Cartoonist draws fresh career plans after daughter's bone cancer battle (From Darlington and Stockton Times)
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Cartoonist draws fresh career plans after daughter's bone cancer battle
6:00am Friday 5th April 2013 in News
A PRIVATE Eye cartoonist whose daughter is recovering from bone cancer has published a children’s book combining science and humour.
Mike Barfield, whose TV writing credits range from Spitting Image and Have I Got News For You to Who Wants To Be A Millionaire? and Location, Location, Location, said he hoped Swat! A Fly's Guide to Staying Alive would inspire youngsters.
The 50-year-old, of Helperby, near Thirsk, North Yorkshire, said: “There’s nothing like it in the kid’s book market.
“There’s lots of serious books about science and lots of illustrated books with jokes in them, but none that combine the two.”
Mr Barfield, a botany graduate, said his fascination with house flies had been sparked by his son's interest in carnivorous plants and how the insects had evolved in close proximity to man.
He said: “It used to be thought that flies were jolly little creatures that occupied the same world as us, people had no idea that they carried cholera and typhus and how dangerous they are.”
The book marks Mr Barfield’s first work, except his Private Eye Apparently cartoon, since last July, when his 12-year-old daughter Alice was diagnosed with osteosarcoma, an aggressive form of bone cancer.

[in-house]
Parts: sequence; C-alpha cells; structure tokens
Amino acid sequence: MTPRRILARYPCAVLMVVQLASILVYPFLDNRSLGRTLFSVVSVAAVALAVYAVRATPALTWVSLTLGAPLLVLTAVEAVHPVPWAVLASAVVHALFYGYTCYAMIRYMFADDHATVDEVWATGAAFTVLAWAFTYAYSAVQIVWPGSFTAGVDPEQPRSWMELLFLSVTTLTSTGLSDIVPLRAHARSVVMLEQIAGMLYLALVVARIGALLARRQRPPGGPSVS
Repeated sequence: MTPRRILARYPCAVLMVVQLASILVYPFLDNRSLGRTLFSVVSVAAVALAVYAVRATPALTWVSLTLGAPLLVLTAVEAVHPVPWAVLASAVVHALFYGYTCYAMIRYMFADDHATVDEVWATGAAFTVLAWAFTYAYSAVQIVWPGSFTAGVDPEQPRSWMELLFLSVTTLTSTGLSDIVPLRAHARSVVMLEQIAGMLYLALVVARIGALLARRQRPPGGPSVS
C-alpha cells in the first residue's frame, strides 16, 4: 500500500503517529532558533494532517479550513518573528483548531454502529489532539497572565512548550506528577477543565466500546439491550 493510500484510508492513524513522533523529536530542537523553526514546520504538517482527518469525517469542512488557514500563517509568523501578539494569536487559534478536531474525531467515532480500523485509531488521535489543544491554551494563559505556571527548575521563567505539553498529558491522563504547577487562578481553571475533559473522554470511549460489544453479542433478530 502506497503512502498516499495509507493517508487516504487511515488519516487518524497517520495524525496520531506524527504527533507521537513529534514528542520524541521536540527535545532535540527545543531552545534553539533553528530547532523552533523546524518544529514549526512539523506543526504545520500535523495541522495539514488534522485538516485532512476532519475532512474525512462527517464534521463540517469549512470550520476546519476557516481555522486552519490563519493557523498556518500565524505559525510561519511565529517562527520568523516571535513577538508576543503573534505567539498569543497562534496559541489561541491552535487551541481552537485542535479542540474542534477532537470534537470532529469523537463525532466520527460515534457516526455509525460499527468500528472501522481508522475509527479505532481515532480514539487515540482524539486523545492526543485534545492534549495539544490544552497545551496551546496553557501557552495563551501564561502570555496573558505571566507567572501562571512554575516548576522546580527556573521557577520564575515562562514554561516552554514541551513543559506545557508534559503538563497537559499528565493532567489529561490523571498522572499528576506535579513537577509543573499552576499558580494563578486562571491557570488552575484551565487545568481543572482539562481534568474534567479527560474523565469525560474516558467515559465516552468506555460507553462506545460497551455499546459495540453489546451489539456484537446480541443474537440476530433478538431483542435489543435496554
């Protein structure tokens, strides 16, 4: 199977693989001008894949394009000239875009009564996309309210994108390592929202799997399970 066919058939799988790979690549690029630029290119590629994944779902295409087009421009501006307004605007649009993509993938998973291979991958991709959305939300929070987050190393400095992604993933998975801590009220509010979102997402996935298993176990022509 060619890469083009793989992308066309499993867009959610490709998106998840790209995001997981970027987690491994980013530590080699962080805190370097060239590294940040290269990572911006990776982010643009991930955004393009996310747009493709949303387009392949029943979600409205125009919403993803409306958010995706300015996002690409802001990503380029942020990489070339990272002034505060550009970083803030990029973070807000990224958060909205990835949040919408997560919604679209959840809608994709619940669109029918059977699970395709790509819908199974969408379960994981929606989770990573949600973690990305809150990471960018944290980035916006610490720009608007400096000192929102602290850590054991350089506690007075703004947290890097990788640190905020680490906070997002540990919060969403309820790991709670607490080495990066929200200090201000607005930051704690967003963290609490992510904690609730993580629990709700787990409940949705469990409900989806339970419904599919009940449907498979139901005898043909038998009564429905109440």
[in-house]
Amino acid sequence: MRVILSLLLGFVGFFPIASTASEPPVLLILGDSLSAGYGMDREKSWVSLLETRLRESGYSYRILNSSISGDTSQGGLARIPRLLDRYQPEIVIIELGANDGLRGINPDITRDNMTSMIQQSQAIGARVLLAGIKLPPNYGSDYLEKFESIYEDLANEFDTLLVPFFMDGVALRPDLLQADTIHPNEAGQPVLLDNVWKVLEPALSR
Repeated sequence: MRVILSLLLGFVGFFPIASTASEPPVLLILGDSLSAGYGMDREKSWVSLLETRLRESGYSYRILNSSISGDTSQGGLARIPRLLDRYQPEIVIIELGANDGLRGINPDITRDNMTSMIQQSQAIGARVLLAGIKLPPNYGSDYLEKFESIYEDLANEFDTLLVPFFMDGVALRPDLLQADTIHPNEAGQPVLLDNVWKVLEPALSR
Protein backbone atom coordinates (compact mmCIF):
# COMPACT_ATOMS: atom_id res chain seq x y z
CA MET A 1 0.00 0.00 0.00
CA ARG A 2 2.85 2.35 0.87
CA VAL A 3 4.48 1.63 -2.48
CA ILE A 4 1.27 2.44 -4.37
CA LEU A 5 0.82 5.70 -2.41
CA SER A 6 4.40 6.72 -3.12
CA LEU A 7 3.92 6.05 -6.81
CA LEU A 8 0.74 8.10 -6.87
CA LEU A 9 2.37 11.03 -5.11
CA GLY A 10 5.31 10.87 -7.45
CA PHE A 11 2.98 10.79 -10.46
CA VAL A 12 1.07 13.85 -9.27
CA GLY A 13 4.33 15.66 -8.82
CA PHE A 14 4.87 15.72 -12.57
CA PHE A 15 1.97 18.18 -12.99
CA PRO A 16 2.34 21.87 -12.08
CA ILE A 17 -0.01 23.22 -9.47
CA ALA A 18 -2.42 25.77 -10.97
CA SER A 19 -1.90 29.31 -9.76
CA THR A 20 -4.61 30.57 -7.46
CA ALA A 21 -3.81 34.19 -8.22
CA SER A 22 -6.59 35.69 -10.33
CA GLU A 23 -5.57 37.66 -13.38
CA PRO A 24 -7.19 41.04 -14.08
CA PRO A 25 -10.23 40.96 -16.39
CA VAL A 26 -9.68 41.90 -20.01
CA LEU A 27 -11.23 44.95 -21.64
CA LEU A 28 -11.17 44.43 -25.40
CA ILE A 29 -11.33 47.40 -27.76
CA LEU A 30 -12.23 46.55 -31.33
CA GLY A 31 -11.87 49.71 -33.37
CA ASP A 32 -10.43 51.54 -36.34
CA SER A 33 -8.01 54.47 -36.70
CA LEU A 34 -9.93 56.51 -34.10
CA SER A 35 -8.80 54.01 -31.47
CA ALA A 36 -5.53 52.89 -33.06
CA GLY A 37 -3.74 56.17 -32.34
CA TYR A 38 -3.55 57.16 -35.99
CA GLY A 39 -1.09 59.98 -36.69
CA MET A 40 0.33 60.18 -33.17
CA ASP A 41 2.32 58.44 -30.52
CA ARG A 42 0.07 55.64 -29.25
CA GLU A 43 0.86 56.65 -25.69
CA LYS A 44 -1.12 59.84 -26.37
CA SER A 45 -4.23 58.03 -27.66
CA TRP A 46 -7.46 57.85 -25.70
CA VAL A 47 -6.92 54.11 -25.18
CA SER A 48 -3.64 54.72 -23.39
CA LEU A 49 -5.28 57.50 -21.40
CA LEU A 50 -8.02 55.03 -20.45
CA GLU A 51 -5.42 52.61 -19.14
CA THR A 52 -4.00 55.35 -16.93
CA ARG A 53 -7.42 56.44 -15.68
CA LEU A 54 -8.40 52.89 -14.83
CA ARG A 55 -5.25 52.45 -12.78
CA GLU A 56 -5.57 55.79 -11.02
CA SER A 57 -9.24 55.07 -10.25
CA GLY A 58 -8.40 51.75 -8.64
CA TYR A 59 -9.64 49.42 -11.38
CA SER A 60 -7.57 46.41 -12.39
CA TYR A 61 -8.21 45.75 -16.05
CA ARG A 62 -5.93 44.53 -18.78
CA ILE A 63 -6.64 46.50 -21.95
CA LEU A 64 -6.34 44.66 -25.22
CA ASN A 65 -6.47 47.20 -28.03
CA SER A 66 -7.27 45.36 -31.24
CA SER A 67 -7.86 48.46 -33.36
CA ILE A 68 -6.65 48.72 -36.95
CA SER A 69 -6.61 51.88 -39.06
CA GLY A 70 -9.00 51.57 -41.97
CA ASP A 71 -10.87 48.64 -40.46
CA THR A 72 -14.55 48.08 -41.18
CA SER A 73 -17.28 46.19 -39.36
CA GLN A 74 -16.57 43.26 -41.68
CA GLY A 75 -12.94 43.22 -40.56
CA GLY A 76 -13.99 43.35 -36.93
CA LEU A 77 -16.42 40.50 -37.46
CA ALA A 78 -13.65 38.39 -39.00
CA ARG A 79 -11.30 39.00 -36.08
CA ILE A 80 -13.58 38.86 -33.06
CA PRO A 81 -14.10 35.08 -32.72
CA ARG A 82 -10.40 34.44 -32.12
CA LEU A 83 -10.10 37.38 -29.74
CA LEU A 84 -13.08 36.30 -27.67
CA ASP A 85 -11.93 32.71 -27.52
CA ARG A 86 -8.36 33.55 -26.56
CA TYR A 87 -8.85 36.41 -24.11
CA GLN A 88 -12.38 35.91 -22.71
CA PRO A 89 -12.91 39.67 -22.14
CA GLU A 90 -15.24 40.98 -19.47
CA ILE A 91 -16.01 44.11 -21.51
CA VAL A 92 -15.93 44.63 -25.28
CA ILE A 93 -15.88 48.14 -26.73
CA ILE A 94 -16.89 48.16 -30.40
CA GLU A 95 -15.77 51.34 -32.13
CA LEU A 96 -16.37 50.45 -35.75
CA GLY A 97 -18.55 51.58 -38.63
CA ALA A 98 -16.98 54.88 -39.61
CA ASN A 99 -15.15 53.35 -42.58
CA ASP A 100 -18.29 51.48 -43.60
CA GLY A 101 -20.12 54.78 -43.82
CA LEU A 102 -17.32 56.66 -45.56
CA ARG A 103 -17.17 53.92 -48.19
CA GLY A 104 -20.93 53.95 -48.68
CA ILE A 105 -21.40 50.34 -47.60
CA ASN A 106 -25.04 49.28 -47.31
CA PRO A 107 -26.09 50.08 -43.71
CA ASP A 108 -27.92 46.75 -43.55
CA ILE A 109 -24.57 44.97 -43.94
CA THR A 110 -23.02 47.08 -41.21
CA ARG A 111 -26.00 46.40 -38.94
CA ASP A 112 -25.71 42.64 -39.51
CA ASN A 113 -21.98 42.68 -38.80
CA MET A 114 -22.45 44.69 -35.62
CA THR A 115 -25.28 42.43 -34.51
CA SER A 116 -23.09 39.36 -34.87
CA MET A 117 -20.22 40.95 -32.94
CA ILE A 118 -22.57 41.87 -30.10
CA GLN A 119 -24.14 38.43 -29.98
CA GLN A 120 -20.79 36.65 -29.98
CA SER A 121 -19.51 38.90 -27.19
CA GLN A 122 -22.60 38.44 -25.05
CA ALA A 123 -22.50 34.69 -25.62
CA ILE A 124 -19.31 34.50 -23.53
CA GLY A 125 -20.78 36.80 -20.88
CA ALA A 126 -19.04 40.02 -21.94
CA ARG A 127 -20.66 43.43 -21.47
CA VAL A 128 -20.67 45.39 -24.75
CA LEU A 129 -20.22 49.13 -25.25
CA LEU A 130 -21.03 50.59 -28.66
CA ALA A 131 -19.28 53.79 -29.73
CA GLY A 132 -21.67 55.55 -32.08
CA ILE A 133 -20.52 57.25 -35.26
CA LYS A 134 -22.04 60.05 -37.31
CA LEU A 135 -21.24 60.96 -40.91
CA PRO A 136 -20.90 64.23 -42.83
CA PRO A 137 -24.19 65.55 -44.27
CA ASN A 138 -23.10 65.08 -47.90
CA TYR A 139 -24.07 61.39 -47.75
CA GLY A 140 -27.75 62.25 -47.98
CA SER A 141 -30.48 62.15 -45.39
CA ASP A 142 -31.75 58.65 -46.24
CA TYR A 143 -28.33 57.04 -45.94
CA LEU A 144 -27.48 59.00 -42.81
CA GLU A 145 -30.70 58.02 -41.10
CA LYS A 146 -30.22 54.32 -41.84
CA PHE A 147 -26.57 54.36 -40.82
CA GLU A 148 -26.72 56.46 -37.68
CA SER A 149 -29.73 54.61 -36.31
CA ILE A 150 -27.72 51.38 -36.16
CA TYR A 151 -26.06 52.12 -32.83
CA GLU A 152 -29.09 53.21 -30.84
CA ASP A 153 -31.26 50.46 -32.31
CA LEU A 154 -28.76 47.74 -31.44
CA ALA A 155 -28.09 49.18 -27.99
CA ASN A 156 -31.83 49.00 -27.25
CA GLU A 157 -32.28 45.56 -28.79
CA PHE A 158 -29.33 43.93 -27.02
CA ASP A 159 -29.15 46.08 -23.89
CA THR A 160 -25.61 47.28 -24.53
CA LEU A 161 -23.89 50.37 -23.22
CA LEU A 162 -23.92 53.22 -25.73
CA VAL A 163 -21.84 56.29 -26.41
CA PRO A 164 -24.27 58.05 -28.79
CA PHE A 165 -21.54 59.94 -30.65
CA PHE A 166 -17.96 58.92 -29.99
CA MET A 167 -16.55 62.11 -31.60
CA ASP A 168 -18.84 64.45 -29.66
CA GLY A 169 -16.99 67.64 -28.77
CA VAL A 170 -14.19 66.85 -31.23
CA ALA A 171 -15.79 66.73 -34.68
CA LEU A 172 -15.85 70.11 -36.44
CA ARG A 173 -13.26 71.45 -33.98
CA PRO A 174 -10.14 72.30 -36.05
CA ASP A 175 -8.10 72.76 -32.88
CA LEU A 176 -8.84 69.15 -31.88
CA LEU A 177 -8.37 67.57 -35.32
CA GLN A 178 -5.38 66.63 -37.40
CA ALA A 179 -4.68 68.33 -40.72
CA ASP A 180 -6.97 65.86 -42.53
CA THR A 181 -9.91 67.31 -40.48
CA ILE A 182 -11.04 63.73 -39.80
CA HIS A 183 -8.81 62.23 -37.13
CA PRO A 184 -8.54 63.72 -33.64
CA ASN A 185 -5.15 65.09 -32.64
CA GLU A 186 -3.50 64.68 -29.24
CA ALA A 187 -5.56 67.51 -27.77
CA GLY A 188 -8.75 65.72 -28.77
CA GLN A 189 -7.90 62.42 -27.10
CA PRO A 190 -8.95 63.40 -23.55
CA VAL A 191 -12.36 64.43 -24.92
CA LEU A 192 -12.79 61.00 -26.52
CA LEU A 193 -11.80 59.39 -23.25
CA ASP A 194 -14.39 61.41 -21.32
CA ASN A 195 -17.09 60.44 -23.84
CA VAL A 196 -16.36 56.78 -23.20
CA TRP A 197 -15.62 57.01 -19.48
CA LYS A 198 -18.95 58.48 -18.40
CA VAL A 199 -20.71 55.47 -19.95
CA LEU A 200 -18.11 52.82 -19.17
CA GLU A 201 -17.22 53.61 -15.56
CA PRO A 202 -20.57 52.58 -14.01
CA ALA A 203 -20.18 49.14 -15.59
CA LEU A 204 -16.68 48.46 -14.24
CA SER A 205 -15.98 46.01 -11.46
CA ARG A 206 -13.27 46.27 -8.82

Alice’s chemotherapy treatment finished last week and while she will continue to receive immunotherapy treatments, Mr Barfield said the book represented a chance to rebuild his career after nine months in which he cancelled work to be with his daughter.
He aims to develop a show based on the book, which will be published by Brambleby Books and available in book shops and on Amazon from April 19, for schools, libraries and theatres.
As part of a drive to resurrect his profile, Mr Barfield is also launching an exhibition of 30 humorous nostalgic posters, combining his interests in typography, graphic design and informative adverts, at the Sky Gallery in City Screen, York, on April 15.
He described the posters as funny, silly, surreal, and profound.
He said: “I won’t make any money out of it, but people will have a laugh.”
For details about Mr Barfield’s work, visit mikebarfield.co.uk
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